German conductor Karl-Heinz Steffens replaced Daniele Gatti, who was originally to have conducted this concert, but was indisposed. Steffens gave up his solo career as a clarinettist (and his position as Principal Clarinet in the Berlin Philharmonic) in 2007 to focus on his conducting career. He made his debut with the Philharmonia in October last year, under similar circumstances, when he replaced an indisposed Dohnányi at short notice. He clearly went down well then with the orchestra, who have invited him back for further engagements in the next couple of seasons.

The Philharmonia was on fine form, with tight ensemble throughout, and they responded well to Steffens' assured control of dynamics, the strings in particular producing precise and controlled pianissimo playing. The Overture A Midsummer Night's Dream was composed when Mendelssohn was just 17, and it demonstrates his considerable precocious talent for imaginative orchestration, as well as his command of form and structure. Another 17 years on, Mendelssohn added further incidental music for the play, but the Overture still stands perfectly well by itself. The woodwind section produced a beautifully blended sound in the tender opening chords, and each time they returned, although the front edge of the chords was not always unanimously timed. The well disciplined strings had no trouble keeping the filigree ‘fairy’ pianissimo runs together, and Steffens gave the ‘braying donkey’ bounce and humour without overplaying the effect. It was an enjoyable opener to the concert.

Austrian Baritone Markus Werba joined the orchestra to perform a selection of six of Mahler’s songs from Des Knaben Wunderhorn.  Mahler’s obsession with this collection of anonymous German folk poems was key not only to his compositions for voice, but also his symphonic output, with his orchestral settings becoming crucial parts of his second, third and fourth symphonies.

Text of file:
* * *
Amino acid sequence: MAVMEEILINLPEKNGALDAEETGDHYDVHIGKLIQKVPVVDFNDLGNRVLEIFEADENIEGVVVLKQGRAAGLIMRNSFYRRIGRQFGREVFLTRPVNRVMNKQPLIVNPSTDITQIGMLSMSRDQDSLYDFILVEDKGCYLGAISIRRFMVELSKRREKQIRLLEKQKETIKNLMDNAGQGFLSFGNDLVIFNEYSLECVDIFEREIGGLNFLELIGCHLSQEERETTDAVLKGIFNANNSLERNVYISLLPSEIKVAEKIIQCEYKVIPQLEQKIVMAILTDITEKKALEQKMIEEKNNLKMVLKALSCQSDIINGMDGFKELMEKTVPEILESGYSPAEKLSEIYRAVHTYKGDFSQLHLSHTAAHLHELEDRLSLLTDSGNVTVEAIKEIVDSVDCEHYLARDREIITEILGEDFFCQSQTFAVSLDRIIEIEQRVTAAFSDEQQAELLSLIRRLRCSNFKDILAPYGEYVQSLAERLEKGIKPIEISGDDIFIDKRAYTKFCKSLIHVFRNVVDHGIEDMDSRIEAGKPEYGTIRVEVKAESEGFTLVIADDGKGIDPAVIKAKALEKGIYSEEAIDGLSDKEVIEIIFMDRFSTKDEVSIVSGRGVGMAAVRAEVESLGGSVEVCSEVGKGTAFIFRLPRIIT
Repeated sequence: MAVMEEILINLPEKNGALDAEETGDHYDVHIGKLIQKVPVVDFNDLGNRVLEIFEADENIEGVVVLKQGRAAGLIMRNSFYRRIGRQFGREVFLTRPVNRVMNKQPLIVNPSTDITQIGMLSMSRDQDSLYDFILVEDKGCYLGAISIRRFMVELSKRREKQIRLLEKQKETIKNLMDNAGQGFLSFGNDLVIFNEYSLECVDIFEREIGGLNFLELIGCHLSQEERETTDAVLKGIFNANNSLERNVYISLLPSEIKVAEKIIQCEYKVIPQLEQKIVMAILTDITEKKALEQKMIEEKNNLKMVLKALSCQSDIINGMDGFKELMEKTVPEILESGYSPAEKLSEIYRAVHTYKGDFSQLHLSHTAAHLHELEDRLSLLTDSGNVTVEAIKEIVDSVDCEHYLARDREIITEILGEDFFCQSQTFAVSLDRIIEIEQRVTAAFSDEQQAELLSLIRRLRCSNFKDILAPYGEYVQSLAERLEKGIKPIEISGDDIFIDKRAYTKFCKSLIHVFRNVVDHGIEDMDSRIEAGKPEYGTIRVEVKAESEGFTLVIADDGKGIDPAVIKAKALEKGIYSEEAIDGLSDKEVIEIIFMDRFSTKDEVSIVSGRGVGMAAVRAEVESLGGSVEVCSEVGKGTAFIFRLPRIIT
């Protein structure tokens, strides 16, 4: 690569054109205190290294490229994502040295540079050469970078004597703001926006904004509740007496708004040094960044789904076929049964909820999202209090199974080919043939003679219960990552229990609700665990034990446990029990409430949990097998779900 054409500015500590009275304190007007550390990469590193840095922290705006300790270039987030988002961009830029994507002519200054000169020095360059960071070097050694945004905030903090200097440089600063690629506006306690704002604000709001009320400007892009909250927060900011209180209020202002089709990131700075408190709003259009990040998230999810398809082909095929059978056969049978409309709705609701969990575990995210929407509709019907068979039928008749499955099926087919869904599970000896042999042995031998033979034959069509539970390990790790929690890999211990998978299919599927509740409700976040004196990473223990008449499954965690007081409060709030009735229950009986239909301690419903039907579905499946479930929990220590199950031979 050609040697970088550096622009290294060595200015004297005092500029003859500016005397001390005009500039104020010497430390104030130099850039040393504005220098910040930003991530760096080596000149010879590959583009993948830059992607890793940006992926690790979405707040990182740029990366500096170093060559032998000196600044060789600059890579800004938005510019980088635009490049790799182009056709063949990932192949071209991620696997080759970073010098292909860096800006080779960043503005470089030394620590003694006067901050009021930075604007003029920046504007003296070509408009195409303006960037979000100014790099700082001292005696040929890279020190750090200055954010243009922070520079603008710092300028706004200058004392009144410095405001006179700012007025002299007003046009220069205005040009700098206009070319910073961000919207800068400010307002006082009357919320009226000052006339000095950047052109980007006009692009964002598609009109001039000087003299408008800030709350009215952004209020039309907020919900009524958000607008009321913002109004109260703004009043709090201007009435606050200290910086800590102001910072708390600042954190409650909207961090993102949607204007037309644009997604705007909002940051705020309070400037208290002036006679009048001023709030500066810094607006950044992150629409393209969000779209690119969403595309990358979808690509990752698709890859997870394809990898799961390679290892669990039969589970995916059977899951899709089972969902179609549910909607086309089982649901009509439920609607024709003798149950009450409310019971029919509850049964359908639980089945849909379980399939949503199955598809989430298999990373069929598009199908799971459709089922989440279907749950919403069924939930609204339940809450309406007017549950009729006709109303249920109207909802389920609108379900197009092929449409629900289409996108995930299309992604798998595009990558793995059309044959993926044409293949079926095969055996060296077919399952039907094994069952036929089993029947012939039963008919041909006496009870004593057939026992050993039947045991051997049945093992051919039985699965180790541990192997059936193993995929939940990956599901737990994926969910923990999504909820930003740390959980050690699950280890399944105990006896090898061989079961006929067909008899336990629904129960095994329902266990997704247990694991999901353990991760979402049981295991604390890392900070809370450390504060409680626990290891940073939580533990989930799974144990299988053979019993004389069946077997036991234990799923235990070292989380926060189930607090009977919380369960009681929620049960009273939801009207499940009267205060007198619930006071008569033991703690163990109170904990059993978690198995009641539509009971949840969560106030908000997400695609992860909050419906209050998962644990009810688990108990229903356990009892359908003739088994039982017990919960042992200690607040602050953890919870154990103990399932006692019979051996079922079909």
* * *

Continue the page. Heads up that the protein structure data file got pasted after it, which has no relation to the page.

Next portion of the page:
Werba gave a highly characterful performance of the chosen songs, which came across well.  He produced a warm tone, and communicated well with the audience. Occasionally his lively characterisation meant that the overall projection of tone suffered slightly. This was most evident in the first two songs, “Trost in Unglück” and “Des Antonius von Padua Fischpredigt”, where perhaps the orchestra needed to be kept back a little in the balance. The humour is paramount here and Werba clearly relished this. However, by the third song, “Rheinlegendchen”, a sweet, almost sensuous tale, Werba showed us the warmth in his voice. The orchestration of “Wo die schönen Trompeten blasen” is masterful, and the horns, woodwind and cellos in turn, along with the distant muted trumpets, provided suitably sinister accompaniment to Werba’s soldier’s tale. Aside from a hint of tension at the top of the register, Werba created real poignancy here. We returned to satire for “Lob des hohen Verstandes”, and the donkey from the Mendelssohn made a brief comical re-appearance. From the ridiculous to the sublime, they finished their selection with the transcendent “Urlicht”. Werba’s performance was highly touching, and Steffens’ dynamic control was sensitive and subtle, bringing the concert’s first half to a moving conclusion.

Beethoven's “Pastoral” Symphony came after the interval, and one had to wonder whether this would be a routine, workaday performance of an old warhorse, but not so. To his credit, Steffens seemed to enjoy himself the most here, and his enthusiasm and energy was matched by an attentive and lively performance from the orchestra. There was no going through the motions here. Steffens set a healthy pace for the opening movement, and shaped the dynamics thoughtfully throughout, eliciting a bright tone from the violins in particular. His tempo for the Andante Scene by the Brook) was leisurely, and there was more tight ensemble from the cellos and violas, with dainty trills and rock solid spiccato from the first violins. The birdsong trio from the woodwind that concludes the movement was delicate and characterful. The tempo for the Scherzo (Peasant’s merrymaking) was a little on the steady side, but Steffens was almost dancing with glee in the boisterous central section. The opening to “The Storm” had sufficient menace, but this was the one place where greater dynamic contrast might have increased the drama. But the final movement was a delight, full of bucolic joy, building to a rousing climax.  And once again the players demonstrated their precision, this time with locked-in semiquaver runs from the bassoon and cellos seemingly effortless. 

These were highly enjoyable performances all round, and here's hoping a developing relationship between the Philharmonia and Steffens continues.